Dr. Reginald Wilburn- Teaching pedagogy and the importance of a student's voice, 4/13/210
Students are missing out if they leave UNH without taking a class with Dr. Reginald Wilburn. Recently the winner of the Women’s Commission faculty award, Dr. Wilburn’s unique teaching style and knowledge provides students with an important perspective on the world.
Dr. Reginald Wilburn’s classroom is a haven for students and a space where students find their voice. His patience and compassion make the classroom dynamics both open and safe. Dr. Wilburn is a model for all students and how they should treat one another. Students listen carefully to one another and help piece writing and literature together. Each lesson is an instructional experience to improve analytical thinking. Dr. Wilburn writes notes on the board that show the important ideas within texts and this acts as a visual representation of students’ minds working together. The classroom is in constant motion with intellectual energy.
Though the messages authors are trying to convey can be “chilling”, Dr. Wilburn wants students to not just read the texts, but also feel them in their bones. In his classes, students come to recognize their own privileges and freedoms and relate the literature in the course to those lived experiences. Charles Mills’ essay “White Ignorance” begins a discussion of privilege and the importance of inclusivity. In every class, Dr. Wilburn re-focuses students’ personal epiphanies to the text and asks how this strengthens the meaning.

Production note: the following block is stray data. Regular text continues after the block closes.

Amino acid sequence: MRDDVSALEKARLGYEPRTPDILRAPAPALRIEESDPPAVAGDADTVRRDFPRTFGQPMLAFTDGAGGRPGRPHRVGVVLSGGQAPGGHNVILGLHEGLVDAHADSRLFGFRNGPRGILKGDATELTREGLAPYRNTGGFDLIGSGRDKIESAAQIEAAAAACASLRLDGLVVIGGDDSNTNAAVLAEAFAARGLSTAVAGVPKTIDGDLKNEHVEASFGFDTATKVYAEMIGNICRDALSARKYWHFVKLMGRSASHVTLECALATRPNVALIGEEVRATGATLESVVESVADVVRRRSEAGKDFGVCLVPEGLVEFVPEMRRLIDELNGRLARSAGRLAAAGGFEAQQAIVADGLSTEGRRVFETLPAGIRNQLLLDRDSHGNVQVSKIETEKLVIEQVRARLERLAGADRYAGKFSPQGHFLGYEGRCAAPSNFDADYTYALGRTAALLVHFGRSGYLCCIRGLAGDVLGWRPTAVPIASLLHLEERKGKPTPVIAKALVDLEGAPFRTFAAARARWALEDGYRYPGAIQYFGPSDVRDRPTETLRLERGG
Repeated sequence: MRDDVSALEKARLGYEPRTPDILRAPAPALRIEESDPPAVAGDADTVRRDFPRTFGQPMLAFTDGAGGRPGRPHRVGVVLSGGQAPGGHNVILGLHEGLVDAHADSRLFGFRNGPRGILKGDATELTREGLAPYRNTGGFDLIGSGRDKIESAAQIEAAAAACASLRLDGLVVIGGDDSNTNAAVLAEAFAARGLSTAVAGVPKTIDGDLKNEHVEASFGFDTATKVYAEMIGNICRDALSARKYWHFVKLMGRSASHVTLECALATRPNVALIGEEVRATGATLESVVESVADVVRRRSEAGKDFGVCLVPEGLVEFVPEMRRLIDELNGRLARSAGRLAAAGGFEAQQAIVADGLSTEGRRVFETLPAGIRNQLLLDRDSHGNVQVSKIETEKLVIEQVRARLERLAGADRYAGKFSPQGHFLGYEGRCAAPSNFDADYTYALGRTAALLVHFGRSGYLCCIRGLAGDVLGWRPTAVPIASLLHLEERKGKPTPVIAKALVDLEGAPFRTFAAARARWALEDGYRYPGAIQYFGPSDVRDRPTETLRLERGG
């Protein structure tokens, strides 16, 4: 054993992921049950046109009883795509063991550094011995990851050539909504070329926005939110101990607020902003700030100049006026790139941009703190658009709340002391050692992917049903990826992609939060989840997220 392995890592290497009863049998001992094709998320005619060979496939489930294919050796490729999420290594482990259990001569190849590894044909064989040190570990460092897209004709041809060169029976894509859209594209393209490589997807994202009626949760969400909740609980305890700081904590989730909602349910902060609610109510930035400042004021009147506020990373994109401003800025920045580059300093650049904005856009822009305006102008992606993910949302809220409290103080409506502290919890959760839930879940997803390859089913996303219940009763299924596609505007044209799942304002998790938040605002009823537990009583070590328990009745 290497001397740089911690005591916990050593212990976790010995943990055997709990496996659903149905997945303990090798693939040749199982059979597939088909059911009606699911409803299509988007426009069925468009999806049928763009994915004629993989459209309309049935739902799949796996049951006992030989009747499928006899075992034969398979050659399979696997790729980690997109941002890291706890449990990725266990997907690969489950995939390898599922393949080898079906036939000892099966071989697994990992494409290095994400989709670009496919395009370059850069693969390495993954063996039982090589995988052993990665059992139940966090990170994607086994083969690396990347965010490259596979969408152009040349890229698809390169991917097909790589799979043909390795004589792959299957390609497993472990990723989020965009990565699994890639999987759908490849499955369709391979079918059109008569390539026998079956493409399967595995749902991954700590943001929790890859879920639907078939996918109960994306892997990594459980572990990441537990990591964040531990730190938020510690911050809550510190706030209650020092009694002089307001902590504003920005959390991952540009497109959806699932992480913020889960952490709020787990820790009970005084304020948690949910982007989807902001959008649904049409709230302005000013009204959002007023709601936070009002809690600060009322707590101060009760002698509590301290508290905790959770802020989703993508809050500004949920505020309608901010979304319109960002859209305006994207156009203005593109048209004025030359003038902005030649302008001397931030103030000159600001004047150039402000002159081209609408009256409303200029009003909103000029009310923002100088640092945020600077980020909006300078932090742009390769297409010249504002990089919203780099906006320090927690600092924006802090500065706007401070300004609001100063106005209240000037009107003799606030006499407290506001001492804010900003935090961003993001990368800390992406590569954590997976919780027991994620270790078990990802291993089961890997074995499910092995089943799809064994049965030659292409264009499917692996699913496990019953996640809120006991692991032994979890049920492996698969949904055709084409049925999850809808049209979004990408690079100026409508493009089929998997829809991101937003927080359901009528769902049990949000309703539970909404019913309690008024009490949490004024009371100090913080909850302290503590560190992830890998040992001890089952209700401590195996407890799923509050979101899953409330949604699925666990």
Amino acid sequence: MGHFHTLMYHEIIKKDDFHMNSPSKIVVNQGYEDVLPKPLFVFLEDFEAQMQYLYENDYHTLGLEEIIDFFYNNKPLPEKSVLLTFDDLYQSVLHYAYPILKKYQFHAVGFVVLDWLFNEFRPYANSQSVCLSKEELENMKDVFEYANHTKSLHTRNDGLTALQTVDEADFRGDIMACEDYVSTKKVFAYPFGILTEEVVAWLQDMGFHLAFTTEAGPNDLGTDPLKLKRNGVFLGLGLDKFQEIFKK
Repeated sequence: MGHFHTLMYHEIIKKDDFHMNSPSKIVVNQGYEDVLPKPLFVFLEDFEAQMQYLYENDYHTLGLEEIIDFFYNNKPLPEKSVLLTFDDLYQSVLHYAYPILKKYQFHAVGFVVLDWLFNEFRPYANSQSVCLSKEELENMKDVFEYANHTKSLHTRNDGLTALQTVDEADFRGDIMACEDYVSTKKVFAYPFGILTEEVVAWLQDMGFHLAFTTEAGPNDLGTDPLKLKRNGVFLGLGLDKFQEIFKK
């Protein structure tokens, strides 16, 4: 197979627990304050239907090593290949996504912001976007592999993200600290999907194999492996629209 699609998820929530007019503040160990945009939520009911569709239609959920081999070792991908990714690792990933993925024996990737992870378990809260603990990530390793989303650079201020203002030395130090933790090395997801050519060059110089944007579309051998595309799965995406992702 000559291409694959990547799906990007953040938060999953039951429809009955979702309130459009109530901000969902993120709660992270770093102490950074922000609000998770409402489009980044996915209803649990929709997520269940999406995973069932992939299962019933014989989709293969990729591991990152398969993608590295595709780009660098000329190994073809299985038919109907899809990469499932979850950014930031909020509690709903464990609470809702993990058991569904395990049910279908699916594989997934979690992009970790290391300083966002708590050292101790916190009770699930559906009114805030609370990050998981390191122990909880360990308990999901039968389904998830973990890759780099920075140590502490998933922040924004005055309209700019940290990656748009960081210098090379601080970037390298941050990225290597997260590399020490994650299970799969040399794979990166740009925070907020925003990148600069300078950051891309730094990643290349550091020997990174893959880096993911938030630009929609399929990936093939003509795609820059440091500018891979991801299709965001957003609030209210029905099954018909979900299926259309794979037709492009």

Dr. Wilburn’s classes derive from his own personal and professional interests and what he believes will draw students in. His classes are extremely unique not only by the topics covered but also the creative ideas behind them. In the past, Dr. Wilburn created a Survey to African American Literature class, which he focused around Obama’s presidency and African American tradition. His Dream Girls class actually came from watching the movie Dream Girls and the different dynamics that struck his attention. He came out of the theater asking, “Who talks about black and beautiful?”
By focusing on African American literature, Dr. Wilburn is able to travel where few UNH classrooms will ever go. By doing this, he is breaking the barrier of traditional classes down. Dr. Wilburn’s classes also fit into Women’s Studies because each one interrogates race, gender, class, and sexuality. His pedagogy is deeply engaged with feminist and queer perspectives. He veers away from the patriarchal tradition and nurtures the speech of students who might feel marginalized in other classrooms.
Non-English majors can take a class with Dr. Wilburn at any point. He believes in a “premium education” and that students in different fields will “come out thinking from multiple perspectives.” The power of analytical reading and writing will transfer to thinking and living, creating a better-rounded student. With each session, students will practice their voices as a tool while discussing texts and proving points. They will find that “mindful speech” pertains to their lives because language is privilege. Sexism, homophobia, racism, heterosexism and all the “isms” surround every individual and, according to Dr. Wilburn, language is a way to both comprehend and resist their effects. Dr. Wilburn believes that “the mastery of language is a passport that empowers marginalized voices to speak with authority and conviction.”